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Control Valve

Control valves are components of a pump station that control certain conditions like pressure, flow, liquid level and temperature by partially or fully closing or opening as a reaction to signals sent by the controllers comparing the set point and the variable process. This information is provided by the sensors monitoring the changes that may occur in such conditions.

The opening and closing of the control valve happens automatically with the use of hydraulic, electrical or pneumatic actuators. The opening and closing of actuators is also done by the positioners based on pneumatic or electric signals. The control signals are usually based on 3 to 5 psi. At present, the common signals used are 4 to 10 mA for the irrigation industry and 0 to 10V for the HVAC systems. In protocols, the most commonly used are the smart systems which include the Fieldbus Foundation, HART and Profibus.

Control Valve Location

The control valve is usually installed at the highest horizontal line of the piping. It should be placed in accessible location. An arrow should also be placed in the valve body to indicate the direction of the flow of water. Control valve could be installed at any position, however, upright position is recommended for easy access and maintenance.

How Control Valves Work

The control system is where the feedback controls are located. You can find here several devices that will provide the system feedback during the operation. The sensors will help in gauging while the process is ongoing. When the predetermined set point for system pressure is exceeded, the sensor will then trigger a certain mechanism so that the excess pressure will be diffused. In the same manner, the control valve is also triggered by another device to make sure that the control loop system is working properly.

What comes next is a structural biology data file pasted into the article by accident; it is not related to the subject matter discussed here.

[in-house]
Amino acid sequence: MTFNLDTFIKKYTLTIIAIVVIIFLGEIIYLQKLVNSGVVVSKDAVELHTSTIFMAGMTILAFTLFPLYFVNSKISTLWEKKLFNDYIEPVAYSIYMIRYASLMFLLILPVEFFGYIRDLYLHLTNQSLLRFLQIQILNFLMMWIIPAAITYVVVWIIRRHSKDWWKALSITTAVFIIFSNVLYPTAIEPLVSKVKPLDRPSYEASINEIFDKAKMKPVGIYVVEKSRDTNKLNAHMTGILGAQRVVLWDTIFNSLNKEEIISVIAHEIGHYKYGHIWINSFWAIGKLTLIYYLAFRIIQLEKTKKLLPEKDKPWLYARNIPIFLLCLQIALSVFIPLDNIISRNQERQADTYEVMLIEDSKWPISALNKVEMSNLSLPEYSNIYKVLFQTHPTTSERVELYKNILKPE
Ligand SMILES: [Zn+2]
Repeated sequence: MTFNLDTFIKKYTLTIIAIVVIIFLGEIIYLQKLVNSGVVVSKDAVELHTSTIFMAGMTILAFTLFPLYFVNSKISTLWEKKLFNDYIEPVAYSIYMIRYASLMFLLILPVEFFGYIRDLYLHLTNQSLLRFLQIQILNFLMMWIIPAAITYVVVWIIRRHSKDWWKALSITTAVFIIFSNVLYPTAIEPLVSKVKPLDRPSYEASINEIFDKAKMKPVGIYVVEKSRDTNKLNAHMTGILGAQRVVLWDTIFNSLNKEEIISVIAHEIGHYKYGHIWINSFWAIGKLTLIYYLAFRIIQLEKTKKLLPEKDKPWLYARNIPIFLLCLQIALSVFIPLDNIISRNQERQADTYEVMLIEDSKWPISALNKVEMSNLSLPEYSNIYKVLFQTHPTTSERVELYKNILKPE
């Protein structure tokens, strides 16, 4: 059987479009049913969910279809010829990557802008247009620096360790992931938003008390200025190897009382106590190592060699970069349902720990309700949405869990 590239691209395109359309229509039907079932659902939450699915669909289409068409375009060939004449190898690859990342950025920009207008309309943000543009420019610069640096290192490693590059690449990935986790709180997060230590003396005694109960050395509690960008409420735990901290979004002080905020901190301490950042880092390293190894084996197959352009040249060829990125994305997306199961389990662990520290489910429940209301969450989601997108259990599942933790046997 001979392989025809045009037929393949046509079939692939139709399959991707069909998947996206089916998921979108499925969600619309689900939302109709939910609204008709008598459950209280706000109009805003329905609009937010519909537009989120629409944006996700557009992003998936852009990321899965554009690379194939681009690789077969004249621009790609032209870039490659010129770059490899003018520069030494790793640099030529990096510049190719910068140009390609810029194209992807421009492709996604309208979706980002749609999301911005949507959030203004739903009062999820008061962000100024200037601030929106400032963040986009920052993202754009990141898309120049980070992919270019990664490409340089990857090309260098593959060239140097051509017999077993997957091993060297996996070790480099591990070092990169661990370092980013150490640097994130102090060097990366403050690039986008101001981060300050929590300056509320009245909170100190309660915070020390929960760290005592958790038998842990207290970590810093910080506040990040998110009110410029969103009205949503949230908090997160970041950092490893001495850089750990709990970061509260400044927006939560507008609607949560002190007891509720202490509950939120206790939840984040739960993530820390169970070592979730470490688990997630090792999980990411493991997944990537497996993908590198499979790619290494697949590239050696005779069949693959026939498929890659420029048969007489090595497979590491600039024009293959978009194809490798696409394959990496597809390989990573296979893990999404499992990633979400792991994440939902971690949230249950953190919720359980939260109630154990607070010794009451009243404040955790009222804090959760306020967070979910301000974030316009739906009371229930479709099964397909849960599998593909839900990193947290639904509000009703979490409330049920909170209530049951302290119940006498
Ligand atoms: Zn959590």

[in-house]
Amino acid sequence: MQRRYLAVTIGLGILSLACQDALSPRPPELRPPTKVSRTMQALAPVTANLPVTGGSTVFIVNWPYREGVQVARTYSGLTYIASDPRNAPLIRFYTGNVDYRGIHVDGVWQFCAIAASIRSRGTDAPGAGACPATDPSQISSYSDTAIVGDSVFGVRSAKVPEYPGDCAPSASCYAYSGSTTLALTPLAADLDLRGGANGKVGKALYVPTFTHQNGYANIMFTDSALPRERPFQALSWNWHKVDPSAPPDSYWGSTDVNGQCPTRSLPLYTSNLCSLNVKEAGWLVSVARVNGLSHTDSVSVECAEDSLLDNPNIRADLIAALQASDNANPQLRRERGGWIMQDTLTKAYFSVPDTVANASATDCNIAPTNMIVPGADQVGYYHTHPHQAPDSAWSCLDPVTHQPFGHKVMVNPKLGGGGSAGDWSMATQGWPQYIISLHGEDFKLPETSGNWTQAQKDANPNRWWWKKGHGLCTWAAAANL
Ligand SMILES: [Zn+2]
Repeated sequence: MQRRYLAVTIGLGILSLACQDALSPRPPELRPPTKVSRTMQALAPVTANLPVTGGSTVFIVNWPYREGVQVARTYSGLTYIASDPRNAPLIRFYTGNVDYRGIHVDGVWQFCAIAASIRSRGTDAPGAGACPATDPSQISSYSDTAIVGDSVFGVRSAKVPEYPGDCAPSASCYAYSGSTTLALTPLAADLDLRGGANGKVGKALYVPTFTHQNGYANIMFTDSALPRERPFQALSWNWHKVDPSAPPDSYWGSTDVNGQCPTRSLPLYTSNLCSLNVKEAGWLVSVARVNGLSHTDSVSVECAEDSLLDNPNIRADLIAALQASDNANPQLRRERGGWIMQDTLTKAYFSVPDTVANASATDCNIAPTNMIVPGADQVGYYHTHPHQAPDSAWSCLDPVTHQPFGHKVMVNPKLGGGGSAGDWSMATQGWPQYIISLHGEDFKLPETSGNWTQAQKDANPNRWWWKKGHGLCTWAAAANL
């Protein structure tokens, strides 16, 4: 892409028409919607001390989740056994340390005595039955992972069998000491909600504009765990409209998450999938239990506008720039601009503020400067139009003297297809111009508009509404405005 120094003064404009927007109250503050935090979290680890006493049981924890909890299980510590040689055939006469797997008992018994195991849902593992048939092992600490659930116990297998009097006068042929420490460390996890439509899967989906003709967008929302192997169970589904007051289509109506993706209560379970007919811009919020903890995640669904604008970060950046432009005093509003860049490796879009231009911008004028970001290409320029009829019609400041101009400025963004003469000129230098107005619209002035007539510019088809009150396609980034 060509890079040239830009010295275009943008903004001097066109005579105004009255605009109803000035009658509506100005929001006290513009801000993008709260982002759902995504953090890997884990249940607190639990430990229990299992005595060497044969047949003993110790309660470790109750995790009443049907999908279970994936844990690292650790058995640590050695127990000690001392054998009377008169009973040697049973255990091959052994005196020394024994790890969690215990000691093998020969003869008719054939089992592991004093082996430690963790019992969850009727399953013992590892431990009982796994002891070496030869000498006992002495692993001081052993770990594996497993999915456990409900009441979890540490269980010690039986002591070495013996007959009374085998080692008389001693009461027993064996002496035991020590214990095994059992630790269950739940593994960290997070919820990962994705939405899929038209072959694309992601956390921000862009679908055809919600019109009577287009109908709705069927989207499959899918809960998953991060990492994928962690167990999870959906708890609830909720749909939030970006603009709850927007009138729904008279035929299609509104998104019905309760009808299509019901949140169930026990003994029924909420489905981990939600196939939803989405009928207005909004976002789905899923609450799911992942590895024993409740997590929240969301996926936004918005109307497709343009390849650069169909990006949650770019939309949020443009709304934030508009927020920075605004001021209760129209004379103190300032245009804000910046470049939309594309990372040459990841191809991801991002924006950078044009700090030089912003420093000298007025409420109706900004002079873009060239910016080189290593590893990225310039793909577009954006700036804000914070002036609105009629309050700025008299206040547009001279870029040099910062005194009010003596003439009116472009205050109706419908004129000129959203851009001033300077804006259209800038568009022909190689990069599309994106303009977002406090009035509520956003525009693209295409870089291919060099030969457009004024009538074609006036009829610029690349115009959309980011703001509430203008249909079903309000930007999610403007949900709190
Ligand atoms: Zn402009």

Basic Components of Control Valve
  • Valve Body - is the basic pressure valve that itself is a functional valve
  • Actuator - it works to position and control the valve throttling.
  • Additional accessories - include the sensors, solenoid valve and limit switches.
Types Of Control Valves

Pressure Relief Valves - The valves are placed to maintain as well as control the pressure in liquid systems. A pressure level is usually predetermined and fluid is effectively relieved by the valve when pressure goes up above the set level by means of an additional passageway.

The passageway, also called the auxiliary passage will be forced to open once the pressure arrives at the set level, which means the pressure relief valve will self-deactivate.

The pressurized liquid will then be removed, converted to gas then released. The pressure relief valve is very essential for high pressure systems since it protects the components of the system from possible damage which may occur once the level of pressure exceeds the predetermined level.

Globe Valves - The valve is normally utilized to control the flow in the pipeline along with other liquid systems.

The globe valve has a circular shaped body feature and a moveable disc that can slide in and out from the fixed ring seat in order to open and close the control valve.

Butterfly Valves - These valves are basically utilized as basic on and off valves. These valves could be concentric, which means the plug and disc is aligned on the valve center; or eccentric, which means the disc of the plug is off beam.

Eccentric butterfly valves are ideal for application that requires throttling, whereas concentric butterfly valves are much more suitable for basic on and off applications.

The eccentric valves in automated butterfly valves are recommended because the plug of off-center often limits the contact between the seat and the plug that is helpful in preventing wear.

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